Many are waiting with apprehension this morning since today or Monday will likely be when the U. S. Supreme Court hands down its rulings in Hollingsworth v. Perry, the Proposition 8 case, and United States v. Windsor, the DOMA case. The speculation is that DOMA will be ruled unconstitutional and for gays in states where gay marriage is legal, a host of new legal rights will become available. The Proposition 8 case is another matter and few seem to anticipate a broad ruling that would strike down bans on gay marriage nationwide. So where does that leave those of us living in virulently anti-gay states like Virginia? Mostly still totally screwed and second, third or even fourth class citizens. But, if DOMA does fall, there will be some possible rights flowing to us if we marry in states where gay marriage is legal. As noted in prior posts, we will face very complicated and inconsistent legal rights and challenges. A narrow ruling on Prop 8 and a striking down of DOMA will no doubt unleash a further host of law suits. Here are highlights of some further analysis from Towleroad.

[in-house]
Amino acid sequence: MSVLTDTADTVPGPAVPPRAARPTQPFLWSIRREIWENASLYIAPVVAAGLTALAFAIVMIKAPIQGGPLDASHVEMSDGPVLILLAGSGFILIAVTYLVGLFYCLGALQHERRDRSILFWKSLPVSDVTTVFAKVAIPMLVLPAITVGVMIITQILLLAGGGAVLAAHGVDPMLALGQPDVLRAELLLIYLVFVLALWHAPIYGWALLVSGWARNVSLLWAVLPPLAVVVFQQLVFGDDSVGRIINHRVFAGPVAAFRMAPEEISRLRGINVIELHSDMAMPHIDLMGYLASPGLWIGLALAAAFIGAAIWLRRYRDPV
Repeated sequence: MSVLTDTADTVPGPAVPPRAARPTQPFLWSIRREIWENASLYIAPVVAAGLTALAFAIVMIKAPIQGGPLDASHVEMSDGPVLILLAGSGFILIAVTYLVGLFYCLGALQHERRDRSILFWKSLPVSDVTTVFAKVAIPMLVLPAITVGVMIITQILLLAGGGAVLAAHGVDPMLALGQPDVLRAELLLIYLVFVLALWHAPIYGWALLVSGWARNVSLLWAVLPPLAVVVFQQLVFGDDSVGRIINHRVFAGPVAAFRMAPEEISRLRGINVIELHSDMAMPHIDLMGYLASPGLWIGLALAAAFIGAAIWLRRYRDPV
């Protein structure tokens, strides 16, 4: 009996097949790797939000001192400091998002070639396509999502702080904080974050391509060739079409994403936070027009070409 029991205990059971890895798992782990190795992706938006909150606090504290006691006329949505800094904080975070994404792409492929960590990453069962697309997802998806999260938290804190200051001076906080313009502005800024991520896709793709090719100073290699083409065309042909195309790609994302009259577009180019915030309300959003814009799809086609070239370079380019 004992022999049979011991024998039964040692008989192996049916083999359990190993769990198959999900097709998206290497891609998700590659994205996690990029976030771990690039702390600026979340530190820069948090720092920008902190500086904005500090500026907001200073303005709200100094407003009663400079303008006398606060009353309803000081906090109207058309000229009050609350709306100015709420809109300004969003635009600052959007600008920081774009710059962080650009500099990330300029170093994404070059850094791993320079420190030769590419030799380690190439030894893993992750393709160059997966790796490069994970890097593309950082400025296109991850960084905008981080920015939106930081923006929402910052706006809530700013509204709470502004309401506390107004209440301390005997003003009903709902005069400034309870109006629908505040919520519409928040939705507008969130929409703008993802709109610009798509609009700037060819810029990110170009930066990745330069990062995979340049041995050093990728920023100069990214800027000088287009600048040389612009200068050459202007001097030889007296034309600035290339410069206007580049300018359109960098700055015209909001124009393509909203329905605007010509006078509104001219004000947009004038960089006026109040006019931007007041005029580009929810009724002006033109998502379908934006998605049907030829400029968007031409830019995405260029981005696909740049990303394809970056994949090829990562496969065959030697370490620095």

Normally, marriage law is pretty simple: For 99 percent of heterosexual couples, the hardest thing about marrying in one state and moving to another state is packing the fine china. Sure, there are some states (New York) that allow first cousins to marry and some states (West Virginia) that do not, but for the most part, when a man marries a woman, they are married in all legal respects whether they live on the 65th floor in an Upper West Side hi-rise or in a ranch house in Oklahoma.The end of DOMA doubles down the complexity faced by legally married same-sex couples. What is the governing law for marriages for federal law: the place of celebration or the place of domicile? What if the choice of law is different from different aspects of federal law? What happens when a legally married couple moves to a state that feels that their marriage violates public policy? What of gay couples that do not have the option of marrying and are in registered domestic partnerships or civil unions that provide all the benefits of marriage?[I]n a world without DOMA, which makes the choice of law question moot, what will the federal government do? The general rule is the marriages are recognized in the state of celebration, or the state the couple signed the marriage license, even if they reside somewhere else.Some people argue that all states should recognize same-sex marriages performed in other states because the Constitution, specifically the Full Faith and Credit Clause, requires the states to recognize the "the public acts, records, and judicial proceedings, of every other state." But a marriage license is not a judicial proceeding and although it could be considered a "record," courts have generally not required other states to give binding recognition under the Full Faith and Credit Clause to similar documents, such as a pharmacist's, dentist's, or a lawyer's license.That means that the Constitution isn't going to be much help coming up with a clear choice of law rule in a post-DOMA world. We could rely on the common law default rule that marriages are recognized by the federal government based on the laws of the state of celebration. But the common law rule has exceptions -- big ones -- that make life impossibly difficult for gay couples to move from one state to another when those state gay marriage laws differ. For some moves -- say, from New York to New Mexico -- there is no problem because whereas New Mexico may not be a freedom to marry state, it will recognize out of state gay marriages. But for other moves -- say, from Massachusetts to Utah -- the public policy exception to out-of-state marriage recognition takes Utah off the map as a viable destination for gay couples.This raises questions of social justice and fairness, but also constitutional rights. You have a right to move, and states that ban gay marriage and refuse to recognize out-of-state marriages put an effective burden on gay would-be new residents. In Saenz v. Roe (1999), for example, the Supreme Court held, in part, that those who leave one state and become permanent residents of another state have a right to be treated equally to native born citizens of that state. That holding is not cabined by a mover's sexual orientation: a gay person isn't entitled to be treated like any other gay person in his new state, but rather he is entitled to treated equally to any other person in his new state. That could apply to marriage discrimination, as well.Of course, Congress could step in and solve the complexity problem. The Respect for Marriage Act (ROMA), for example, would codify the following rule:For the purposes of any Federal law in which marital status is a factor, an individual shall be considered married if that individual’s marriage is valid in the State where the marriage was entered into or, in the case of a marriage entered into outside any State, if the marriage is valid in the place where entered into and the marriage could have been entered into in a State.